Last Jedi Minute 89: Hard Target

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June 3rd, 2021


Rey takes off in the Millennium Falcon's pod but there's no escape for guest commentator Hal Lublin!


Hal Lublin



  • Starts with Finn and Rose listening to Poe's desperate pleas. Ends with the Millennium Falcon coming out of hyperspace and Rey escaping in a pod of some kind.


  • A "last day of school"-type comedy movie set in Star Wars. Mentioned: Dazed and Confused, Book Smart.
    • It's sort of like the cut Tosche station scenes. Or turning the last 3 minutes of Return of the Jedi into a feature film.
    • Complete derailment: The video for the song "Soul Man" (from the eponymous movie) with Sam Moore (from Sam & Dave) and Lou Reed.
      • Mentioned: Jamie Farr, "Moonlighting", Gumby, the video for Ray Parker Jr.'s "Ghostbusters".
  • How long has hyperspace communication been a thing?
  • What Chewie was suggesting that he say to Finn if he sees him before Rey does. Referenced: pop culture catchphrases that are passé (based on speed-of-light delay, note: see below).
    • Of course if Chewie does see Finn first, Finn's not going to be able to understand what Chewie says. If he even bothers to deliver the message.
  • Working in the chessboard fan service more organically.

Escape pods

  • The Millennium Falcon's escape pod. Incredible cross-sections books not matching up with each other or with the films.

Other notes

  • The trope of two kids trying to sneak into a movie theater dressed in a trench coat. But with Yoda.
  • The "slapstick setting" on pit droids.
  • The "plot hole" of all these people jumping in and out of hyperspace during the chase. There's implausible stuff in literally every movie, not just every Star Wars movie, so you shouldn't necessarily let that interfere with your enjoyment of the film.
    • Pete's not saying "just turn off your brain", but also there is such a thing as suspension of disbelief.
    • Hal saw Hard Target in theaters, and there's a scene where a character stands on the seat of a driverless motorcycle and is able to accurately shoot a firearm. People in the theater accepted that but couldn't get over the fact that a shotgun that he stored in a crate in the bayou was clean after many years.
      • The people who fill out the inconsistencies / goofs section of an IMDb page. Depending on your area of expertise, different things will jump out at you. Mentioned : anachronistic comics in "The Queen's Gambit" (note: see below).
      • Shout-out to Pete's father-in-law.
      • Jean-Claude Van Damme's filmography, and yet another potential podcast idea.
  • Plug for the SWMLS on Facebook.

Meta Minute

  • 24:23 podcast episode length.
  • Pete is infamous for having memorized the first 100 digits of pi.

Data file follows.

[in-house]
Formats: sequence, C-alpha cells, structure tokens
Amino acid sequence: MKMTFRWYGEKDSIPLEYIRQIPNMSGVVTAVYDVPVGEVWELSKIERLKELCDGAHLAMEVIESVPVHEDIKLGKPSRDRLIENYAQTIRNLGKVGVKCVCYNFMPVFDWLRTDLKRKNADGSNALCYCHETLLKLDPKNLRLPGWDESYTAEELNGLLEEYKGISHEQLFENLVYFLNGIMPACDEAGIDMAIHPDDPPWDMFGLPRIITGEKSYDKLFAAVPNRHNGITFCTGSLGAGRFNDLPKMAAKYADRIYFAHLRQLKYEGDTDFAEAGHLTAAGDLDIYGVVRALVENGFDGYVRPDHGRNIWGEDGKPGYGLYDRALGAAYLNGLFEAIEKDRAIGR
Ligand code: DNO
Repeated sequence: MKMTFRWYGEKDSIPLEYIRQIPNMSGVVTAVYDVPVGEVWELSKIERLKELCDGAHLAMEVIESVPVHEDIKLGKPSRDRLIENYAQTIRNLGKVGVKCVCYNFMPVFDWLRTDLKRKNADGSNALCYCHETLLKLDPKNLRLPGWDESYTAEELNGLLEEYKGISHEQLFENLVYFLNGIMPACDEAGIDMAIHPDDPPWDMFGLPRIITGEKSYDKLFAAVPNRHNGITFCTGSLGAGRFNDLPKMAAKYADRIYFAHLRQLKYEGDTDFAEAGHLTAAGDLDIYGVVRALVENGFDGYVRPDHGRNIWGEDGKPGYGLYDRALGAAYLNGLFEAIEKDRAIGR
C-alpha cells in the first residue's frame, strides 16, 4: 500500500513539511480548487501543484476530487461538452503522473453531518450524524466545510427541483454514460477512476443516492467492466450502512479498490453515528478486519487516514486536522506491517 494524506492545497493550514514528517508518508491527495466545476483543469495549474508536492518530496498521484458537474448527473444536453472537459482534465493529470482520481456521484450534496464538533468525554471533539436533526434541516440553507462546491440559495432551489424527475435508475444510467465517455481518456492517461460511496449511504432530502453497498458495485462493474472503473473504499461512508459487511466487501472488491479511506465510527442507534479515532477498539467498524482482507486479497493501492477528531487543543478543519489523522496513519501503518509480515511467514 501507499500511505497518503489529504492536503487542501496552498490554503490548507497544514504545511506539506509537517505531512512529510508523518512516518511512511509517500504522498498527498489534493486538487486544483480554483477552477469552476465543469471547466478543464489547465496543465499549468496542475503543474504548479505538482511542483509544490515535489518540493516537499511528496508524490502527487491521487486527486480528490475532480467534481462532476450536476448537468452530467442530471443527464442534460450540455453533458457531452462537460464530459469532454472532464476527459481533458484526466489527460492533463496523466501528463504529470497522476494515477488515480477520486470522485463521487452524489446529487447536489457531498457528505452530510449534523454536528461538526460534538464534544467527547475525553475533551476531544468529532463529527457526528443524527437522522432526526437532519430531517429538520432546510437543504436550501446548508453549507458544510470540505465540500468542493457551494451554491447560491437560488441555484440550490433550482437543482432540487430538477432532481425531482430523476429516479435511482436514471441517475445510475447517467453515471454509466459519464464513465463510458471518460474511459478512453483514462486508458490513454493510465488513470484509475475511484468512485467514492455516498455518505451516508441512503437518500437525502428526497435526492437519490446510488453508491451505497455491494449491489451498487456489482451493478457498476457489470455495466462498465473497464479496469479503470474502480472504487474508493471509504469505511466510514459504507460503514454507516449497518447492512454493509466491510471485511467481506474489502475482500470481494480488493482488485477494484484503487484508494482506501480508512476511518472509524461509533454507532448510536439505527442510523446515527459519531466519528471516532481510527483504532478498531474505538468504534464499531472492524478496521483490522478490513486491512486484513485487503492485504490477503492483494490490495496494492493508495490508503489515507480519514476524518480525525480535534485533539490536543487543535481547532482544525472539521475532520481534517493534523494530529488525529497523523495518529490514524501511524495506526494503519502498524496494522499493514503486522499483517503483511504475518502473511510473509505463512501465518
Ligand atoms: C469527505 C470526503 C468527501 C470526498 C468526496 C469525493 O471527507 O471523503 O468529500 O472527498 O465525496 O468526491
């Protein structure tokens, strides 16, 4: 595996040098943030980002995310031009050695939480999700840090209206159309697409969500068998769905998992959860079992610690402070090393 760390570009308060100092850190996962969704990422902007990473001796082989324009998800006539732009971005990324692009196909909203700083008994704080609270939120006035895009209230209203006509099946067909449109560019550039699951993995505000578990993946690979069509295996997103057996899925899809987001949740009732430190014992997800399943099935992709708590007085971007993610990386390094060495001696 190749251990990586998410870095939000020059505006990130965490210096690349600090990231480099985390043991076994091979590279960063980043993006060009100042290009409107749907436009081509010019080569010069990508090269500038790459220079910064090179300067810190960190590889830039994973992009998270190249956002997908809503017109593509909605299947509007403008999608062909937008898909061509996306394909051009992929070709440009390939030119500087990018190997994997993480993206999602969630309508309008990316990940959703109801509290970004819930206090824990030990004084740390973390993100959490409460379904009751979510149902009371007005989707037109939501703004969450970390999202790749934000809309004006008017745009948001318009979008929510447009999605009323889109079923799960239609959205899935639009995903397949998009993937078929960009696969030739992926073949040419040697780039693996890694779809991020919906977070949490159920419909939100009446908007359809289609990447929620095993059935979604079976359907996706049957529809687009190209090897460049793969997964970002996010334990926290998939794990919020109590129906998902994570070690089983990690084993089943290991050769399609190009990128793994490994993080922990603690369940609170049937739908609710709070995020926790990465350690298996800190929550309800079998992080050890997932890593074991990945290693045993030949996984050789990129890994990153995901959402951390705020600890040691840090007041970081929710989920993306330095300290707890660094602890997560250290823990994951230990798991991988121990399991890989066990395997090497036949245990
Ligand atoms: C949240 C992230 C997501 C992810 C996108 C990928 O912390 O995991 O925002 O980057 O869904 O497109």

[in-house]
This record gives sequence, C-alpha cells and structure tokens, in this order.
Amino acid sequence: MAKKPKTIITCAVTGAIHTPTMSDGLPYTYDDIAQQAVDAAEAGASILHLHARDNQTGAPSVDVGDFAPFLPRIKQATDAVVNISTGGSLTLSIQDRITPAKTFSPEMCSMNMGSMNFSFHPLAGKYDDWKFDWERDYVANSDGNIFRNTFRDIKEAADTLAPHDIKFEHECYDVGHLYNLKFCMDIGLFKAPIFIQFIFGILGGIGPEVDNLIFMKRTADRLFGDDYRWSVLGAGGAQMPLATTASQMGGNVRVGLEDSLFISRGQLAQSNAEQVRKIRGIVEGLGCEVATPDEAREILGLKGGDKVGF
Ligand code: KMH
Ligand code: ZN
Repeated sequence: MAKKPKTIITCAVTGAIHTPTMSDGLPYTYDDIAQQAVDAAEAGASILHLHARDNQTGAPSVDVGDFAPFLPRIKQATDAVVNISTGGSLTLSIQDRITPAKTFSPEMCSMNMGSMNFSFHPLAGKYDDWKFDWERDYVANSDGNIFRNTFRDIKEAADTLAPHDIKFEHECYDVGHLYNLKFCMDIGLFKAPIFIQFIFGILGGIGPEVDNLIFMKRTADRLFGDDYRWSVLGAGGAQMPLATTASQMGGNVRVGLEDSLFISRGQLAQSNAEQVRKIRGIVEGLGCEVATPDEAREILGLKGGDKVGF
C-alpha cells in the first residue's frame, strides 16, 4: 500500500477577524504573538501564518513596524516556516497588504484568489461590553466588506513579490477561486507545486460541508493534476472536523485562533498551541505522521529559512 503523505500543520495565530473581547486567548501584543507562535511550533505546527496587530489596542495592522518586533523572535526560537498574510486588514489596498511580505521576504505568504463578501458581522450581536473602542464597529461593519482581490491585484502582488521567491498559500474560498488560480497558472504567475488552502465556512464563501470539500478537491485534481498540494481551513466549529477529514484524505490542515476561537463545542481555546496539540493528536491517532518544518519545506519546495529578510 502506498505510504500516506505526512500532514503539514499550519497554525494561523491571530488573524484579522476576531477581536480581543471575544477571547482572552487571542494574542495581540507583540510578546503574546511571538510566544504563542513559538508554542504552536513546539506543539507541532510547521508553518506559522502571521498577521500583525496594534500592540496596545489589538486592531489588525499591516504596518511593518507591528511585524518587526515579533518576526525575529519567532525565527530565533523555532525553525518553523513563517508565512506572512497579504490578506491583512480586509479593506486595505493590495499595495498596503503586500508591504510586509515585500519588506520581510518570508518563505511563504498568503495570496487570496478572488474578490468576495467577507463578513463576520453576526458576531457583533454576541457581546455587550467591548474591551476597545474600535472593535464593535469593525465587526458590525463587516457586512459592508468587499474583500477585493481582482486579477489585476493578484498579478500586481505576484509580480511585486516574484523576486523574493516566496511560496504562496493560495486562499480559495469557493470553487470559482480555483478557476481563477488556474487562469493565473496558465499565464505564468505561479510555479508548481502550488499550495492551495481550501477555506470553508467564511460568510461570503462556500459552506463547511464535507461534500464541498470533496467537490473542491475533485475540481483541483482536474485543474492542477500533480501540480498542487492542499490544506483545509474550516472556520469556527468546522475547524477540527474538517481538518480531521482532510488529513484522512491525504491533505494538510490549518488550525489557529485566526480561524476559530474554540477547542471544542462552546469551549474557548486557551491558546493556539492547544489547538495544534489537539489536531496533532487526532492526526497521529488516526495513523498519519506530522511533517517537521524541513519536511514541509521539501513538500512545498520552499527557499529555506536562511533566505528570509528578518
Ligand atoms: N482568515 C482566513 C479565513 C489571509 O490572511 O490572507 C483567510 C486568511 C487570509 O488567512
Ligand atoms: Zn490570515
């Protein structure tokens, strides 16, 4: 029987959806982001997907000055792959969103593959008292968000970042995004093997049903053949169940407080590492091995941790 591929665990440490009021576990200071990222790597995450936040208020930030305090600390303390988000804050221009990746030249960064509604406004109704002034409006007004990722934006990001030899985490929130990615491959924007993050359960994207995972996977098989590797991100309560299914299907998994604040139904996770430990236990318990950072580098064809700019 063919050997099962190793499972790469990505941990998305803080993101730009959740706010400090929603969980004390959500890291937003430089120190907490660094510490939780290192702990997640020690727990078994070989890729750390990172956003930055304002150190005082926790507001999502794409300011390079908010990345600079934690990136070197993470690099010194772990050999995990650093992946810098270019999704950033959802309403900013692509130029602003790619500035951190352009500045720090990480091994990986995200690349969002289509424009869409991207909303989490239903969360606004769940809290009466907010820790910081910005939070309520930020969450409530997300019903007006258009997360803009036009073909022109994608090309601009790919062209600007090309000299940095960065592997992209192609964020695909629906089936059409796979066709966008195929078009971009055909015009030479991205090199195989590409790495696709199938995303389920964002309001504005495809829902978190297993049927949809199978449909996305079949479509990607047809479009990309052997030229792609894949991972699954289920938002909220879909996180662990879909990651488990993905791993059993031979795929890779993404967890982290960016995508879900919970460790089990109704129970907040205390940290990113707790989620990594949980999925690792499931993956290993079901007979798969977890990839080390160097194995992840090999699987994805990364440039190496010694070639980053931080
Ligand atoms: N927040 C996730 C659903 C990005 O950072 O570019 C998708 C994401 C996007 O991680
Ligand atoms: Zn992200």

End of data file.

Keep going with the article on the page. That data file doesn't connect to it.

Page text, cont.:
Hyperspace communication

  • According to Wookieepedia, Subspace is a "medium used for communication, capable of sending instantaneous transmissions from over six hundred thousand kilometers away"1. So although you couldn't send a message across the whole galaxy this way, you could potentially message someone on the moon if you were on the Earth. (cf. subspace in Star Trek). There were also hyperwave transceivers that could send messages through hyperspace, with help from hyperspace relays. These were in use as early as the High Republic era (per the new Disney Canon).
    • Alex is mistaken: the reason that they could not recall the fighters in Rogue One is that they were already entered the planet Eadu's atmosphere, and any communication was blocked by the planet's high-energy thermosphere2, not that they had already left into hyperspace.

Other meta notes

  • Randall Munroe's webcomic xkcd has a comic that relates to the concept of interstellar memes.
    • As of the release of this episode, "Wasssuup!?!" (which originated with a 1999 ad campaign for Budweiser beer) had traveled 22 ly from the Earth, meaning it had reached the Gliese 105 system. "Can you hear me now?" (from the Verizon series of ads, 2002–2005) had traveled 19 ly, meaning it reached as far as Alsafi (although we prefer it's other much cooler name, Sigma Draconis).
  • Alex's book of cross-sections is the first edition of Star Wars: Incredible Cross-Sections which was published in 1998, written by David West Reynolds and illustrated by Hans Jenssen and Richard Chasemore. This book is now considered Legends.
  • OSHA (Occupational Safety and Health Administration) is in charge of workplace safety in the US. They don't specifically mandate/enforce lifeboats (survival craft). That falls to the US Coast Guard. Additionally, there are a number of international treaties, such as the International Maritime SOLAS (International Convention for the Safety of Life at Sea) convention that mandate Life-saving appliances and arrangements (see Chapter III).
    • In the dialog of Solo, Lando explicitly refers to the thing in the Falcon's "mandible notch" as an escape pod", but according to the schematics from the YT-1300 Millennium Falcon Owners' Workshop Manual, it is an "auxiliary ship".
  • There is no mention of the anachronistic comics on the "The Queen's Gambit" IMDb page. Somebody get on that!
    • Spawn #10 was published May, 1993 so definitely should not be available to someone in 1962
  • Dan played Yuri in Maximum Risk (1996).
    • As of the release of this episode, Van Damme had 73 acting credits on IMDb, with The Last Mercenary (2021) being released less than two months after this episode first aired.


  • Pete: Hot Lips? Hard no.
  • Alex and then Pete: *dueling Locust Valley lockjaw noises*.
  • Hal: Maximum slapstick please.
  • Hal: You're not a "Fan Damme?" Pete: I'm not— Hal:—I'll leave.


Audio only

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